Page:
Not only did he rise to that challenge, Pollack brought the Bop Stop national attention by presenting some 300 concerts a year, developing innovative ventures like the “Live at the Bop Stop” radio program and podcast, and earning accolades like Best Jazz Club in America from readers of the online magazine All About Jazz in 2019. He notes jazz is the club’s signature but 20% of its offerings involve other kinds of improvisation-based music.
Pollack is particularly proud of Terence Blanchard’s Blue Note recording,
“Live,” a smoking album the prolific trumpeter-composer and his E-Collective band recorded at the Bop Stop over two nights in 2017.
He’s also pleased that outside of the state of Ohio-mandated COVID-19 lockdown in 2020, the club has remained open. In fact, from July 2020 to July 2021, the Bop Stop presented about 260 shows, almost as many as pre-COVID.
The pandemic actually spurred new business.
Student wannabes came seeking college auditions, rendered virtual by the lockdown. The Bop Stop, which acquired streaming equipment in 2020, ended up recording a lot of college audition tapes – effective ones. “I can’t take credit because the kids were talented, but the track record of students getting into their No. 1 or No. 2 schools with auditions that were recorded here is impressive,” Pollack says.
During that period, the Bop Stop also produced events for Cleveland-area firms like Moen and Fairport Wealth. “All these companies wanted to do virtual holiday parties,” Pollack says. “It would be crazy – we would have these rentals, there would be nobody here, but they were very lucrative nights.”
Such resilience attests to the spirit of collaboration Pollack aims to further in his new post.
“One thing that made the Bop Stop successful, especially on a small budget, was our partnered concerts,” he says. “I would love to be partnered with more community organizations to help bring their audiences to CMA.”
The museum wants to be more accessible to a greater number of people and present an even more diverse array of programs – not only musical but also, perhaps, theater and film – in more contexts, Pollack suggests.
Among the reasons CMA found him appealing was his knack for “balancing really artsy productions with some that are a little more mainstream, so that financially, everything evens out,” he says. He has balanced the books at the Bop Stop while creating a space known for “creative jazz improv music,” but that won’t say no to something mainstream.
“What’s appealing to me is that the museum has these goals, and they’re looking for me to create the road map on how to reach those goals,” he says.
Lemonedes Brown says, “Our performing arts program expands far beyond MIX, Solstice and City Stages. We have a regular repertoire of programs throughout the year spanning from chamber music to new wave artistry. These programs are an incredible way for us to engage with new and diverse audiences in a way that introduces those people to the CMA and helps us hear back from them.”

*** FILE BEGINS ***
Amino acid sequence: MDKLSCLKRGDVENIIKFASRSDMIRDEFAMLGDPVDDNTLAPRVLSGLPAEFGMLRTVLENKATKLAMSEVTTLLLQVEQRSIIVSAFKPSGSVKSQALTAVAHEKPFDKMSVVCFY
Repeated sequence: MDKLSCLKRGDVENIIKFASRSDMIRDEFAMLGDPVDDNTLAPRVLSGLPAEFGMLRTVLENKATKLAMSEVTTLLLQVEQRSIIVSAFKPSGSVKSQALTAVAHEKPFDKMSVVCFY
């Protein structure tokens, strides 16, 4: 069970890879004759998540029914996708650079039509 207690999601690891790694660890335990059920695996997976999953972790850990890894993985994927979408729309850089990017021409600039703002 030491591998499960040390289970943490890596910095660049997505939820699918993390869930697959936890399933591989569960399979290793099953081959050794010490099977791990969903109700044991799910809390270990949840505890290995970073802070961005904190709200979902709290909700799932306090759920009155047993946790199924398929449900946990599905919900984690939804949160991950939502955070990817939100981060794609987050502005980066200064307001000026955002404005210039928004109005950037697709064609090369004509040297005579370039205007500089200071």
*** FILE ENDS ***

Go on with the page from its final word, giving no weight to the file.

In good hands
Bryan Kennard, who is at least as credentialed as Pollack, is the new director of the Bop Stop. He spent part of August and most of September shadowing Pollack to learn the club’s ropes, saying he couldn’t imagine assuming the post without that crash course.
“I don’t think I would have really been able to run this club without that five-week grace period,” says Kennard, who officially started on Sept. 7.
Not only has Kennard, an accomplished flutist and composer, seen many concerts at the Bop Stop, he has performed there. A Cleveland native, he has master’s degrees in flute performance from Youngstown State University and in jazz composition from the University of Texas at Austin, and a Ph.D. in music technology from the University of Miami.
Kennard also cuts a figure similar to Pollack’s. Both are slim, lightly bearded and quietly charismatic. Kennard jokes that the resemblance was a job requirement.
Once Pollack nailed down the CMA job, he urged Kennard to go for the Bop Stop directorship. Kennard has a “great ear,” Pollack says. In addition, Kennard handled bookings professionally and he’s able to “work the lifestyle.”
“The Bop Stop has become the place for musicians to look to, an opportunity to explore their own musical ideas,” Kennard says. “And the venue is just set up so beautifully for that reason. It’s obviously a listening room when you walk in just because the attention is always on the stage.”
“I love the Bop Stop and I’ll miss it,” says Pollack. “But I felt like I was ready for the next step.”